I. Background

The Government alleges the following pertinent facts in the Superseding Indictment. (Doc. No. 62.)

Defendant—a Russian national, naturalized German citizen, and United States permanent resident—is the president and owner of Chestnut Consulting Group, Inc. and Chestnut Consulting Group, Co., which are incorporated in Pennsylvania and Delaware, respectively. (Id.¶ 1.)

The European Bank for Reconstruction and Development is headquartered in London, England providing debt and equity financing for development projects throughout Europe. (Id.¶ 3.) In June 1991, President George H.W. Bush signed Executive Order No. 12,766 designating EBRD a “public international organization.” (Id.); see Exec. Order No. 12,766, 56 Fed. Reg. 28463 (June 18, 1991). As alleged, EBRD employed “Official”—a Russian and United Kingdom national—as a senior banker in EBRD's Natural Resources Group. (Id.¶ 4.) Official was responsible for reviewing project-financing applications. (Id.)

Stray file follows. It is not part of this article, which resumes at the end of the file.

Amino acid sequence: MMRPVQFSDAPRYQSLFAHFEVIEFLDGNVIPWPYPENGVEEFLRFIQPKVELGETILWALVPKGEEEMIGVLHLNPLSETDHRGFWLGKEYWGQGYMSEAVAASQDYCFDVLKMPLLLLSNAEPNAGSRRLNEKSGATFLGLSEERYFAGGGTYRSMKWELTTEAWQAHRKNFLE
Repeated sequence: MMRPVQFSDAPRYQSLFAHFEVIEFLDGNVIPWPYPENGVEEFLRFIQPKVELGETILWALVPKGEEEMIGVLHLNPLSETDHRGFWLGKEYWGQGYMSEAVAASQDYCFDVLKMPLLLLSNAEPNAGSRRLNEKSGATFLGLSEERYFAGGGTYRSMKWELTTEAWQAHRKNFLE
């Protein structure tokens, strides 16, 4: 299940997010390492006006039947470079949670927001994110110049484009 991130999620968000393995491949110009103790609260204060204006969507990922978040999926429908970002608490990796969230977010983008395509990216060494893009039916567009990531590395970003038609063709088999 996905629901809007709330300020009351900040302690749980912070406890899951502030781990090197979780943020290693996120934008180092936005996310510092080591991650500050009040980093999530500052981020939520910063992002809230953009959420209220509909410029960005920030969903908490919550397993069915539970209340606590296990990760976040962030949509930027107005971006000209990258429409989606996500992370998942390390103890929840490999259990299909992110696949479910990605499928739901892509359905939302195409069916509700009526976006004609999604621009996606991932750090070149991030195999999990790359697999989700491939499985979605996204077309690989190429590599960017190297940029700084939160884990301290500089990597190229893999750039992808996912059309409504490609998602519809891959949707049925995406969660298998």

In August 2007, Company A—a Russian independent oil and gas concern—asked Defendant for assistance in raising funds for a Russian natural gas development project. (Id.¶ 11.) In September 2007, Defendant emailed Official respecting Company A's interest in obtaining EBRD financing. (Id.¶ 12.) Company A then entered into several financial services agreements with “Chestnut Inc.” (that Defendant signed), agreeing to pay Chestnut a “success fee” comprising a certain percentage of EBRD funds it might receive. (Id.¶¶ 13, 15.)

In April 2008, Official recommended EBRD's approval of Company A's application for financing. (Id.¶ 14.) Accordingly, EBRD approved and disbursed (via a related holding company) an $85 million equity investment to Company A, which, in turn, paid Chestnut a $1.7 million success fee. (Id.¶¶ 14, 17.) From July to October 2007, Defendant sent three wire transfers for “consulting” and related services totaling some $753,300 from “Chestnut Inc.'s” Germany-based bank account to a bank account in the Channel Islands belonging